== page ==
I’ve wallowed in Zena Assi’s Cities series, meticulously detailed paintings of Beirut. Look close enough and you can see laundry hanging between buildings.
Influenced by Geoff Dyer’s review I read Richard Lloyd Parry’s People Who Eat Darkness: The Fate of Lucie Blackman. The narrative is well constructed and compelling. Tokyo comes alive, as does each character. I read the book in two sittings, flagging only a little toward the end. Though I share Dyer’s admiration for Parry’s writing I am torn by the nature of the genre.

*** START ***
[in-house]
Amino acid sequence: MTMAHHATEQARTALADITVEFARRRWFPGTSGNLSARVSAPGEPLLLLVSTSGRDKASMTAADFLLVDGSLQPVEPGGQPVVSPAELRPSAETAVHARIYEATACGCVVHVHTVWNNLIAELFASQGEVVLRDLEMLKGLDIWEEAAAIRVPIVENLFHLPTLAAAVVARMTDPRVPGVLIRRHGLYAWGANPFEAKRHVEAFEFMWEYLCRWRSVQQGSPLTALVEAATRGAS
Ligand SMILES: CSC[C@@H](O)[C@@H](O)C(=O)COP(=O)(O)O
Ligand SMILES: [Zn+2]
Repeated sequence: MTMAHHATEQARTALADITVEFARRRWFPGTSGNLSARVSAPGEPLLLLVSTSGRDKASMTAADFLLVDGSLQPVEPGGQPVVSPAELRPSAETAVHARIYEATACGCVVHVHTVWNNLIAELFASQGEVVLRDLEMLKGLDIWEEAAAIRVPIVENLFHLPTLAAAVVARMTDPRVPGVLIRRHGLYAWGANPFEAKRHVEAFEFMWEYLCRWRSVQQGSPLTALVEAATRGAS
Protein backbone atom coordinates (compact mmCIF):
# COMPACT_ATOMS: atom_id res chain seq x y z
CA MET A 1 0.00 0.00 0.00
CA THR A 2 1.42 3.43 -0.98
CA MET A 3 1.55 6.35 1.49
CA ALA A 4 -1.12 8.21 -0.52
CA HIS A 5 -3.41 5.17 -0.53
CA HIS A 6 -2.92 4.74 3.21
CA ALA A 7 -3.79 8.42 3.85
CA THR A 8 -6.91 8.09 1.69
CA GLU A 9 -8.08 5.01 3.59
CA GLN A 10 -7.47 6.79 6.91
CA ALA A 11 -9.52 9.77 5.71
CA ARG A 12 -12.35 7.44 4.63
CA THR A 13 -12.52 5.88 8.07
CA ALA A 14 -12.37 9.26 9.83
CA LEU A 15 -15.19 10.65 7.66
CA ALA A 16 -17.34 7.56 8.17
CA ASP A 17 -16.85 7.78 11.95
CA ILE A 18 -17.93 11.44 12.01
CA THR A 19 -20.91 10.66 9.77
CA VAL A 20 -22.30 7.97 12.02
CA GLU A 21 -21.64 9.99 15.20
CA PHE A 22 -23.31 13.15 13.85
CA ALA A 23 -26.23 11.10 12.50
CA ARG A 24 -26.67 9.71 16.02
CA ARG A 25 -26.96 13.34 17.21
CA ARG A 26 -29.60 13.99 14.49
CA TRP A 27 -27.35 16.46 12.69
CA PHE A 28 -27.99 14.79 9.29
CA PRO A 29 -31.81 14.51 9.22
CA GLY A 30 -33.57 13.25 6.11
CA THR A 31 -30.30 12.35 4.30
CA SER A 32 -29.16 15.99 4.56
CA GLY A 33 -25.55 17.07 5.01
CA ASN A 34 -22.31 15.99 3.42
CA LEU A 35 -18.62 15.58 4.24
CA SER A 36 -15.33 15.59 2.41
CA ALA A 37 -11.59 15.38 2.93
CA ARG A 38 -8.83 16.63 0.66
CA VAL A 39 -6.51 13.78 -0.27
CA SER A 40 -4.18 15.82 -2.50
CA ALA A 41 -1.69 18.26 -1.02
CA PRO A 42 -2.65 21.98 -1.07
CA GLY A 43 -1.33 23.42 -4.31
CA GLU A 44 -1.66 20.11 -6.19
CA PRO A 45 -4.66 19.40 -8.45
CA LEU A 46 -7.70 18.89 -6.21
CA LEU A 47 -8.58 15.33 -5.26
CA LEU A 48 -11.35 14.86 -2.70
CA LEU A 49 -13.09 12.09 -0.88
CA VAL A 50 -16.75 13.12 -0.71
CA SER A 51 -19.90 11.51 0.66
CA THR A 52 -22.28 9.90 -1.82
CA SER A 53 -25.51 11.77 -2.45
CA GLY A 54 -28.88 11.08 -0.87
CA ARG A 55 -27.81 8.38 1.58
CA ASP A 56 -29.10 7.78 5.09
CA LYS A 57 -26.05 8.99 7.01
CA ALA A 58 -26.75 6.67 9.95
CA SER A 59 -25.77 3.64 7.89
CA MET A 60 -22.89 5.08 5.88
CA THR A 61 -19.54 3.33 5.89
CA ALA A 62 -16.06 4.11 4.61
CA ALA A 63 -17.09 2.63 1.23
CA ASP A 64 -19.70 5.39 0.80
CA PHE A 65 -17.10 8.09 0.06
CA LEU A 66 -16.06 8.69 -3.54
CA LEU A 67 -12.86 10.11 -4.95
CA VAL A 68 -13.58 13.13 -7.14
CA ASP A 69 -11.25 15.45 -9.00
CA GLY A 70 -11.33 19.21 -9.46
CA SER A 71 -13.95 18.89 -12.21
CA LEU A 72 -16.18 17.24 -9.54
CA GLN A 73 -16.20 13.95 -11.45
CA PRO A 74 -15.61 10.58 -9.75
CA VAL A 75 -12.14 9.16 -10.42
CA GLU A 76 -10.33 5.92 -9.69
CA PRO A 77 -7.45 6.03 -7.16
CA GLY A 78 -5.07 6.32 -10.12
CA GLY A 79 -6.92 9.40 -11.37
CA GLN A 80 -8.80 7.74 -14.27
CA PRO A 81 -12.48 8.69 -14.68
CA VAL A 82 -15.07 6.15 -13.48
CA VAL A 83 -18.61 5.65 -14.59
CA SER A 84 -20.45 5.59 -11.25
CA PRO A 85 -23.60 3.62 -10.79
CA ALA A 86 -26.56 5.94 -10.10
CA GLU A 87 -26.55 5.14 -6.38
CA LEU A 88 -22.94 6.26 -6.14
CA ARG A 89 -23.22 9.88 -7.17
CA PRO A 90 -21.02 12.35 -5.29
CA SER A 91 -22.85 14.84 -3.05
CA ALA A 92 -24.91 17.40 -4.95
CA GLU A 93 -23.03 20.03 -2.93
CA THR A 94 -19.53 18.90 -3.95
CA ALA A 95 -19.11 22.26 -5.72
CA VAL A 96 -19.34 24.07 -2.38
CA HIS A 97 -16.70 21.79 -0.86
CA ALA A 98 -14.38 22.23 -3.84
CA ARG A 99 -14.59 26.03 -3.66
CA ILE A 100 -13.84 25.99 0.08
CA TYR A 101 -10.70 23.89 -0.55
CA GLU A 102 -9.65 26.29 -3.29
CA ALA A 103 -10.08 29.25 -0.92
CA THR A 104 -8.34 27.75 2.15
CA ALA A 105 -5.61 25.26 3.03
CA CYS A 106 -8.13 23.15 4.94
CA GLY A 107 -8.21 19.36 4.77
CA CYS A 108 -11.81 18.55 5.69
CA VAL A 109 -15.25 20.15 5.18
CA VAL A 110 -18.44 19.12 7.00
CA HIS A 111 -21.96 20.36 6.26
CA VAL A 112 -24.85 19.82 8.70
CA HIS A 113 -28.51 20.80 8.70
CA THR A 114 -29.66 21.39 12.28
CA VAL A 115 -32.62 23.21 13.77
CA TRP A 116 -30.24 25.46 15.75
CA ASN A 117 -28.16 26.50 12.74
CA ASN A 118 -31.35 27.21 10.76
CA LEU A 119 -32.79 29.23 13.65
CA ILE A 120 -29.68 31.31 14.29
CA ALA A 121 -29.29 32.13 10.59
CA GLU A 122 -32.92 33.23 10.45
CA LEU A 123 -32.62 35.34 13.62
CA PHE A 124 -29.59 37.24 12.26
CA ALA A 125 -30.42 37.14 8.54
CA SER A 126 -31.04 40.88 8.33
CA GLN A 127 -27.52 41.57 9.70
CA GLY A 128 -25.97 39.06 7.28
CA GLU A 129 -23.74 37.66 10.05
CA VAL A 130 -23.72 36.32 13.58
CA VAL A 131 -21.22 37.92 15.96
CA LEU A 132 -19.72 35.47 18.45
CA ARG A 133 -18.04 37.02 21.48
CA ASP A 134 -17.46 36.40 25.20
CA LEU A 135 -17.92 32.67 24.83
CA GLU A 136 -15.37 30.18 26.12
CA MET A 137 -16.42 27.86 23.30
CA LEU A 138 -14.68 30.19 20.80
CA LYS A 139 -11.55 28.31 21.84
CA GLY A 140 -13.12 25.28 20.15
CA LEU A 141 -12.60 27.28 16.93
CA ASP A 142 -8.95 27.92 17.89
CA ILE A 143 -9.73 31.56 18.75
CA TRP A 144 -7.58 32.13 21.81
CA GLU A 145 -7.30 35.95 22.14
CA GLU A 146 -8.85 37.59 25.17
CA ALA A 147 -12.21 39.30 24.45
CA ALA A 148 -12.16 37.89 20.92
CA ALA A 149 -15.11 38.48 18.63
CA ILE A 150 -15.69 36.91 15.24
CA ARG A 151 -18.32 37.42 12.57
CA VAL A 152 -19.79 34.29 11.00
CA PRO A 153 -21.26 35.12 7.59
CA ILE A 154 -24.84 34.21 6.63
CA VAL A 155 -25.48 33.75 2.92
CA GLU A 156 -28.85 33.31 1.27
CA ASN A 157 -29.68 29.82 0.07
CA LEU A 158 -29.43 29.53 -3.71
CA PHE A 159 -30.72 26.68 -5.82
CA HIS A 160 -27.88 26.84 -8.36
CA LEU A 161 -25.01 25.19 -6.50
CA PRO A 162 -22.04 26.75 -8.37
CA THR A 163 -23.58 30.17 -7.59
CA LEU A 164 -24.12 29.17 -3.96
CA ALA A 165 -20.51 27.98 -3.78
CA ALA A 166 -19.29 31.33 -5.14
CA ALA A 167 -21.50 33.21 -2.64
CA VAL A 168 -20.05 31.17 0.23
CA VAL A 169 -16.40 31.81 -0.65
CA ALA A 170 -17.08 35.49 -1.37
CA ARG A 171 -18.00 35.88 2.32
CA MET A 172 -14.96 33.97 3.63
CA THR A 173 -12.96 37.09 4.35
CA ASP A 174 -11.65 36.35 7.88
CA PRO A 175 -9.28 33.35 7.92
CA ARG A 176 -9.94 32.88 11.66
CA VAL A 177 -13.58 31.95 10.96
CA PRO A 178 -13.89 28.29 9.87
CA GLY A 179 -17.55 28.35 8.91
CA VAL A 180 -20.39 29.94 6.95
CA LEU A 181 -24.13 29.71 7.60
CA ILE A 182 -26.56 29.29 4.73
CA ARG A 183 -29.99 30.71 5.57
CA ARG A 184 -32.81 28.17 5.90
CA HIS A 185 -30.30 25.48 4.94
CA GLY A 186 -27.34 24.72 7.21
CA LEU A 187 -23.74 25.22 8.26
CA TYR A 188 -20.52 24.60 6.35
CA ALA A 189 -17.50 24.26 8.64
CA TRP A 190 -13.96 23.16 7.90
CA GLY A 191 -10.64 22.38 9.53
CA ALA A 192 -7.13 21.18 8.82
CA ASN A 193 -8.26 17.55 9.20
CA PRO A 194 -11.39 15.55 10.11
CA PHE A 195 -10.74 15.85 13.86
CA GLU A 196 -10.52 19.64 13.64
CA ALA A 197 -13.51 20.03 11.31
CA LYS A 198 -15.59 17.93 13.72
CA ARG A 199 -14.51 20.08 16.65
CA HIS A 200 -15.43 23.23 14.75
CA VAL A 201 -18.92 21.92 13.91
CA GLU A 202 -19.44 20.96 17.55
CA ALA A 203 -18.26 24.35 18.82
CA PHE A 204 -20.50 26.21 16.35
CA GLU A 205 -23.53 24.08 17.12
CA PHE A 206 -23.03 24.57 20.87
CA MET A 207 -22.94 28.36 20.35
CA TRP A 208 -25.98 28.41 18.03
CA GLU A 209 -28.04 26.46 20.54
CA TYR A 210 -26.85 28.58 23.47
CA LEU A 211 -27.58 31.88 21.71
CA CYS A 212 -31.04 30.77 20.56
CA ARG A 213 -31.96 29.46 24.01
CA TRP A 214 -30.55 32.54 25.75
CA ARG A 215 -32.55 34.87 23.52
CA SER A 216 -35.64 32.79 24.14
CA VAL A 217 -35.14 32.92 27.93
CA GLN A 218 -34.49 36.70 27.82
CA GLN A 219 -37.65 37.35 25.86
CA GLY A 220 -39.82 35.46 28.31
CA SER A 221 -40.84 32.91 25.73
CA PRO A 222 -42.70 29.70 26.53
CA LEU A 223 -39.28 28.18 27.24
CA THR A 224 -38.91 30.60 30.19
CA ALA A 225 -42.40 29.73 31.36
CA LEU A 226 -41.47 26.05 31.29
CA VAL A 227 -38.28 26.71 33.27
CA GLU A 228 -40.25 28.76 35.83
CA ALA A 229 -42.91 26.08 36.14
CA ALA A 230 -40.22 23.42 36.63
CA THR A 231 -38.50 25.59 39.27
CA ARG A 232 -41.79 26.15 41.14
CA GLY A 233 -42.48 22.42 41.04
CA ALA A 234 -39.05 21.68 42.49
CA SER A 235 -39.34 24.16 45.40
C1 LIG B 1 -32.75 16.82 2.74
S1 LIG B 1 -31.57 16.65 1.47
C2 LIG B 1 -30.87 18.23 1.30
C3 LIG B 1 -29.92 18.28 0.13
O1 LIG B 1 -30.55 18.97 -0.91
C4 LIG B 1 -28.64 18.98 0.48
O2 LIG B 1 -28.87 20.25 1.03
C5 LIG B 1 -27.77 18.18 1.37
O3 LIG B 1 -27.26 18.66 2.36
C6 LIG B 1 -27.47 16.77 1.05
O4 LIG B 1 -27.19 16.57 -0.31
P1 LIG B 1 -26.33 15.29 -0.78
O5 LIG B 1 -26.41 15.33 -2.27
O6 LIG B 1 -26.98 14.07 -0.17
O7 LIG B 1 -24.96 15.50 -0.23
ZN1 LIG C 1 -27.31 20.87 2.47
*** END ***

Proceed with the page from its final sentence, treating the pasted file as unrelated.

It is the first (and last) time I dip into the ‘true crime’ genre. The act of analysing and building narrative from the actions and emotions of the Blackman family and their friends, not characters but people in England, living not too far from where I live, feels exploitative. Is that just me being overly squeamish? How do you accurately interpret somebody’s emotions, and consequent actions, when they are living through such a horrendous experience? With the impossibility of accessing another person’s ‘inner’ feelings, any such interpretation is just what David Ellis termed ‘affable pretence’.
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